Cross Country preps for State


NMMI Sports Press

It’s been several years since the Colts qualified a full cross country team for the state meet, but this year they’ll be bringing both a boys’ and a girls’ squad, and head coach Jan Olesinski is excited about the teams he has.

“I think we have a good team,” he said. “If you go to state and compete well, it’s good. We’ll have to see what happens – who knows?”

The Institute runners earned the trip to the tough Rio Rancho course with solid finishes over their closest competitors at the District 3/4AAA meet in Socorro Nov. 3.

Individually, the boys swept through the top 10, taking four of the top five places and six of 10. Junior Carson Perry took the individual title by crossing the line in 16:57, almost a full minute ahead of the No. 2 finisher. The Institute runners then wrapped up the next three places, with only 22 seconds separating junior Juan Aguirre (3rd, 18:06); junior Jeremy Pinon (4th, 18:20); and sophomore Kendrick Jaiden (5th, 18:28.)

Those finishes added up to a mere 20 points in the team tally — the lowest score wins in XC — well ahead of Cobre, which finished with 47, followed by Tucumcari with 57 and the host Warriors at 86.

Rounding out the individuals, soph Henry Dewey was seventh in 18:48, with freshman Johnny Archuleta in ninth at 19:00. And even the remaining three Colts runners: sophomore Ricardo Mata (12th, 19:06); junior Landen Savage (14th, 19:27); and junior Elijah Trotter (16th, 20:13), finished in the top half of the 31-runner field.

“It was a good group,” Olesinski said. “Carson is a very good runner but the other guys are as well. Like Piñon. Like Aguirre. Like Kendrick. Henry came up — he was injured almost all season — and he came up last month and competed very well. Everybody did the best they could and competed well.”

The Lady Colts also took both the team and individual titles, although it was a little bit of a surprise, especially considering their No. 1 runner, junior Mia Walker, was injured and couldn’t compete.

Just as the boys did, the girls’ team earned an easy victory, picking up a mere 26 points compared to Socorro’s 42 and Tucumcari’s 52. With her older sister unable to run, freshman Tessa Walker took up the slack, crossing the line in 21:15, 16 seconds ahead of the second-place finisher.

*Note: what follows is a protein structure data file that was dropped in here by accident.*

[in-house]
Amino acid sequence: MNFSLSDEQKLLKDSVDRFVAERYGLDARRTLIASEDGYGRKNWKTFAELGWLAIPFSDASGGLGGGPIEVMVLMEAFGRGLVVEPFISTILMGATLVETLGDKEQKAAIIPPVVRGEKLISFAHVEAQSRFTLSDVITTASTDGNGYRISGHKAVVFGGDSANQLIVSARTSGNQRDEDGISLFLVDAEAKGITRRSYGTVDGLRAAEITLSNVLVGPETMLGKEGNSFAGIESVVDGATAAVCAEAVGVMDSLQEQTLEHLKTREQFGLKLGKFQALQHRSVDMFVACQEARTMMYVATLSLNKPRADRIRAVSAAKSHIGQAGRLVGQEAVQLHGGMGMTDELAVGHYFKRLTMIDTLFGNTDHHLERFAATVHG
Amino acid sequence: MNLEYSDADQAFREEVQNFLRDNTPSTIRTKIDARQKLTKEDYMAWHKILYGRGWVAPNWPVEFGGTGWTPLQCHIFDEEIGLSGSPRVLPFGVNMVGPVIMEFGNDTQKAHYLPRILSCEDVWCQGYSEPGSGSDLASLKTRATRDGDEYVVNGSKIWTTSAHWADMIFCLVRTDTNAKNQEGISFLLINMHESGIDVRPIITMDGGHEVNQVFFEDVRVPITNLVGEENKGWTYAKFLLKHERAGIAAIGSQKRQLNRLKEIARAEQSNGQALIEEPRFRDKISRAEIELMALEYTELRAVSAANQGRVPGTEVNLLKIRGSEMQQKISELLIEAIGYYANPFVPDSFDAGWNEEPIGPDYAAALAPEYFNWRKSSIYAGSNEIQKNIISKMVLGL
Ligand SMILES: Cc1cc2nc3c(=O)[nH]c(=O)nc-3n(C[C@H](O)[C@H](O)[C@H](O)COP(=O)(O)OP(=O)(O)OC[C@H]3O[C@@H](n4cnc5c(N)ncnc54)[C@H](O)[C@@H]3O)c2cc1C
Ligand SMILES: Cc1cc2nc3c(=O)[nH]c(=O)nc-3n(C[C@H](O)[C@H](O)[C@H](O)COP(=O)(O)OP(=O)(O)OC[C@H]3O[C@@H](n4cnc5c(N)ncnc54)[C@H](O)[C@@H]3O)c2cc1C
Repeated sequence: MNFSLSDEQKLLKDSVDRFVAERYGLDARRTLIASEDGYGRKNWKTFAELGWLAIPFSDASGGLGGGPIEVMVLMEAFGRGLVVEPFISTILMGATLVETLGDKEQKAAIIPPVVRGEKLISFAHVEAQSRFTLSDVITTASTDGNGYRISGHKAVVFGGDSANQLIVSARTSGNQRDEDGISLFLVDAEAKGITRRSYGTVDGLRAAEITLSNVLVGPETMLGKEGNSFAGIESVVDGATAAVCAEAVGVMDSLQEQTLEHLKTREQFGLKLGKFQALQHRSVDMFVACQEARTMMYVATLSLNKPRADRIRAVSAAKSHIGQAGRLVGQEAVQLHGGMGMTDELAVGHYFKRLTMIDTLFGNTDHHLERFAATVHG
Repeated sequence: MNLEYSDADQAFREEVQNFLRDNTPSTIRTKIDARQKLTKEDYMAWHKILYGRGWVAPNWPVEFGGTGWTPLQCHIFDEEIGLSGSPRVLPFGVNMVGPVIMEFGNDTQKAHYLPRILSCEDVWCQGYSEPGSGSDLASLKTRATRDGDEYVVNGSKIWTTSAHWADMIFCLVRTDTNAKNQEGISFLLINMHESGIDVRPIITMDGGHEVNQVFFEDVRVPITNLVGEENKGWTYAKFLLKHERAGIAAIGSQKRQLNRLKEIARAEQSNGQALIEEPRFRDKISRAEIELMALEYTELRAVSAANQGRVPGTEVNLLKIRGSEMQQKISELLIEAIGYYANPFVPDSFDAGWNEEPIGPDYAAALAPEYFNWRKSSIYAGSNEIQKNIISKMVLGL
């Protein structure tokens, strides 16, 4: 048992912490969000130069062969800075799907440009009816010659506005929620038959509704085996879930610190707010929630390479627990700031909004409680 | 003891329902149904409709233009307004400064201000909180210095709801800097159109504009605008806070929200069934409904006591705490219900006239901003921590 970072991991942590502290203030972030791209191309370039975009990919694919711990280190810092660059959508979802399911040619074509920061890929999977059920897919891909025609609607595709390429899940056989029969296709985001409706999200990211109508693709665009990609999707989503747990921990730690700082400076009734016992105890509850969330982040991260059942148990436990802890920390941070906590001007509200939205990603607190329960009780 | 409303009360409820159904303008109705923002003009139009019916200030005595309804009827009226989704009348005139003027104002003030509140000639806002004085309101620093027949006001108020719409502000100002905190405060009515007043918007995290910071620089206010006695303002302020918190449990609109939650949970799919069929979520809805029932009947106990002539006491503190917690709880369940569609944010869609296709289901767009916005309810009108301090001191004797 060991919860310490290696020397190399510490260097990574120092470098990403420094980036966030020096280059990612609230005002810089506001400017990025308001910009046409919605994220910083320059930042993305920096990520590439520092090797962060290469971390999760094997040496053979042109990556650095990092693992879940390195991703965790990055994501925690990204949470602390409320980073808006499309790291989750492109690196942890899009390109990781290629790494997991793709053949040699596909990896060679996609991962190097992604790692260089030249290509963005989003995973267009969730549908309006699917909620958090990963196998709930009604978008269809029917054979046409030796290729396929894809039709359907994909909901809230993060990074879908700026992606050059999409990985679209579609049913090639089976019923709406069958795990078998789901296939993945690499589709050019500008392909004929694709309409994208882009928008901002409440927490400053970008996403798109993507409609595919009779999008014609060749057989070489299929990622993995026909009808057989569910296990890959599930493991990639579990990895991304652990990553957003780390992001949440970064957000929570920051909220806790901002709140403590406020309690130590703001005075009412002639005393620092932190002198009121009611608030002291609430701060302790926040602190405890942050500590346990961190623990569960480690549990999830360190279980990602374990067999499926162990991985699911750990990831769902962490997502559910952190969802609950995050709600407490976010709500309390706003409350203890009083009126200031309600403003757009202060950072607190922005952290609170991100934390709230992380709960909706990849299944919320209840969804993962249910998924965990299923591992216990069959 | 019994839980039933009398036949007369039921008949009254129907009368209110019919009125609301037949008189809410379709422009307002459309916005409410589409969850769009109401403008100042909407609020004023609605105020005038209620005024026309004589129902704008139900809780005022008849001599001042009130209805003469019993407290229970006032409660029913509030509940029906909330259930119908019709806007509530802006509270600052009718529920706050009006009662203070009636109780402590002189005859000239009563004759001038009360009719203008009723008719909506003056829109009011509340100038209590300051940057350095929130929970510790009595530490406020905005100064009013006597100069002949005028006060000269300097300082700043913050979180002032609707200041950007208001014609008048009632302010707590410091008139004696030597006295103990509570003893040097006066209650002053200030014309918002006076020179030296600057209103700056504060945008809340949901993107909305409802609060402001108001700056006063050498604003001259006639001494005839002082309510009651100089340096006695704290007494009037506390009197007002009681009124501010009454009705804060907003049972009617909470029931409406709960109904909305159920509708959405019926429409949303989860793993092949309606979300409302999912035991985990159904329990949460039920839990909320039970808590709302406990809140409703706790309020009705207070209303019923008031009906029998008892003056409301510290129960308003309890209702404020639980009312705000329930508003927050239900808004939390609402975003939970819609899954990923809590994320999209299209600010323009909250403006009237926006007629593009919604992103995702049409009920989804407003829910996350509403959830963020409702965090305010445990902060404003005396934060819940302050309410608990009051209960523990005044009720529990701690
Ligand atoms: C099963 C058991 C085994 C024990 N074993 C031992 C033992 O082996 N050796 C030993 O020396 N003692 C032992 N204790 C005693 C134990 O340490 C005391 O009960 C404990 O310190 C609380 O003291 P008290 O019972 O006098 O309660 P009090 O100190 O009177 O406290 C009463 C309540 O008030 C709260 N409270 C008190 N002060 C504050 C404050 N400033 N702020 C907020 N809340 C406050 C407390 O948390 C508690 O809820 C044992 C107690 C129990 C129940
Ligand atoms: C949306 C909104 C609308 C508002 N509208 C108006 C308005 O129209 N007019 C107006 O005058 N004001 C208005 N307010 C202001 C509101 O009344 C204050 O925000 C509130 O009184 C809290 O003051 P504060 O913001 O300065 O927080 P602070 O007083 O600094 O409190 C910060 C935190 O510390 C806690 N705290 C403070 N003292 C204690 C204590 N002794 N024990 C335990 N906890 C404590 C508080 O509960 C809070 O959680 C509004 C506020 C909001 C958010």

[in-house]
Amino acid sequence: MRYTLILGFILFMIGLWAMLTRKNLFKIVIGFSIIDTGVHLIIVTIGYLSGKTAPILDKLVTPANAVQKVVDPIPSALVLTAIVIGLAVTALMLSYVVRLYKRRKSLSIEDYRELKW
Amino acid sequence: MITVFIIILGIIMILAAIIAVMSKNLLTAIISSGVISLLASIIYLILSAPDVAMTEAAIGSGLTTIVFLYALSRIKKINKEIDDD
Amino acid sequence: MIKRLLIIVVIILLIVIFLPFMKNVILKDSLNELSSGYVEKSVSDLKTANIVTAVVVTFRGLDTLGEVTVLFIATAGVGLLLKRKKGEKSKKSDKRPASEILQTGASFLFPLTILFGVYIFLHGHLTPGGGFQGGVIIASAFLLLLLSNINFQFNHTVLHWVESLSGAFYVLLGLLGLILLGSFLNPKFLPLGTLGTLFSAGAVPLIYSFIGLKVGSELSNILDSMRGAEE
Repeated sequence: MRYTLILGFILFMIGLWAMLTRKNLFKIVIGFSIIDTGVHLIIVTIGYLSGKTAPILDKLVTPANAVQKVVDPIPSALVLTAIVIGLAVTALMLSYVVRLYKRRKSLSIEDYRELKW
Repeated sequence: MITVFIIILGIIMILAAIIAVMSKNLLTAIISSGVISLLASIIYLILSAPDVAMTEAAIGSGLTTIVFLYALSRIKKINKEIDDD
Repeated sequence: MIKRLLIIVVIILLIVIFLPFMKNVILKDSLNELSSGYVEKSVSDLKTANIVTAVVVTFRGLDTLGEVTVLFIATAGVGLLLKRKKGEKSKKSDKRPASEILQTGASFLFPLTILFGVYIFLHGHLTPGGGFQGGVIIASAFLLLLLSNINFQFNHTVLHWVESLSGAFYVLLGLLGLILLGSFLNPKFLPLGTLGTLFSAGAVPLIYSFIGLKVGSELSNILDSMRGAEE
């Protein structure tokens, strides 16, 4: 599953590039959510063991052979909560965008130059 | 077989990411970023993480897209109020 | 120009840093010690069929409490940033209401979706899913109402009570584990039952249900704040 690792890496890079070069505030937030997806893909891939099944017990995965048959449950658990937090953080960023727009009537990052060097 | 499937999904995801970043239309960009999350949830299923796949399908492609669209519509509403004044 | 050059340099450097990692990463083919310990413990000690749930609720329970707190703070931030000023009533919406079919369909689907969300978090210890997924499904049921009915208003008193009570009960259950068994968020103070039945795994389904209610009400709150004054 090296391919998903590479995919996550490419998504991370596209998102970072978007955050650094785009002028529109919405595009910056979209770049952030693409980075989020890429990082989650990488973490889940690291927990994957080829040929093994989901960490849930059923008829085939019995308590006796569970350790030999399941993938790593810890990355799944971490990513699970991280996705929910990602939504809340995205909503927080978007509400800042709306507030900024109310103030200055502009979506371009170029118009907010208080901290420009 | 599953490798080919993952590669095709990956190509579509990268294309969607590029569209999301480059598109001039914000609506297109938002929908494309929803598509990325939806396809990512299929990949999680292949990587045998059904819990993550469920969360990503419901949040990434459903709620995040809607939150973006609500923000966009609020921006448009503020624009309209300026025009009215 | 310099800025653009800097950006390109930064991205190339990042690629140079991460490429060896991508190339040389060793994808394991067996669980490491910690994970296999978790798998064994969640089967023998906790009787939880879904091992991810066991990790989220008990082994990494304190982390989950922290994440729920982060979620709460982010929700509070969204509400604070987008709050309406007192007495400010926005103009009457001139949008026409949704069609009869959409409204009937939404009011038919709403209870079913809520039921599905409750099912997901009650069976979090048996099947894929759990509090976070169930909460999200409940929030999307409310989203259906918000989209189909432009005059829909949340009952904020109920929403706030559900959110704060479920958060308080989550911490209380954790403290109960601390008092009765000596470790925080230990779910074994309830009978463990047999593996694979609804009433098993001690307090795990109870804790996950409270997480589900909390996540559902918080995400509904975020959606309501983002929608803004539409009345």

Another Institute freshman, Christina Robertson, was third in 21:40, then the Colts dominated the remainder of the top 10. Frosh Minnie DeGroot was sixth in 22:51; sophomore Jasmine Munoz seventh; and soph Sophie Valadez ninth in 23:54.

“I knew they had a chance to do very well, but I was very impressed with how they competed,” the coach said.

With far fewer numbers than the boys — the Colts have 19 runners on the roster, while the girls only have six, and two of those were playing volleyball until mid October — Olesinski had most of his girls get experience in junior varsity races during the season.

Mia Walker finished first or near the top in all the varsity races she ran, and the JV runners mostly finished in the top five, with Tessa Walker taking first twice. Tessa ran her first varsity race in the big-school Hobbs Invitational, and managed a strong 20th place. The girls ran in the JV race at the Pecos Invitational, then finally ran at the varsity level all together at Ruidoso, where Tessa Walker took eighth and the others placed well.

“Every race was better and better,” Olesinski said of his girls. “I knew from the beginning that after volleyball they’d be coming out, but I didn’t know Jasmine would run as good as she did.”

And in only their second race as a full team, the girls proved to be a strong squad.

A small part of the NMMI success can be attributed to the school dropping down a district to 3A. Instead of facing Ruidoso, Portales, Silver and Moriarty, they faced Socorro, Tucumcari and Cobre.

But for Olesinski, his team was so strong, he felt they would have done well even against the bigger schools.

“I think we have a good team,” he said. “I think we could even compete with Ruidoso and Portales.”

They won’t have to do that this year, but what happens next is anyone’s guess.

“State is always kind of a question mark,” Olesinski said.

State is always tough, especially the Rio Rancho course, and even the shift to AAA will see NMMI competing against strong northern New Mexico schools. But Class 3A only has four districts, so there are fewer schools (21) than other classes, and NMMI is one of only four district champions.

On the boys’ side, Zuni, Santa Fe Indian School and Cuba won their districts, while Zuni, Robertson and East Mountain took the girls titles.

Olesinski, who will hand over the reins of the team to his wife, Marisha Olesinski, while he travels to nationals with the Bronco cross country team Saturday, is confident his teams are ready.

“We’ll just try to rest,” he said. “I told them to go and have fun and do your best. Be excited and just finish. Whatever we needed to do we did the last two months, now it’s just go and compete.”

Opening ceremonies are at 9 a.m. Saturday at Rio Rancho High School, with the races beginning at 9:30 a.m. The Class 3A boys will run at 10 a.m., with the girls taking on the rugged course at 12:05 p.m.

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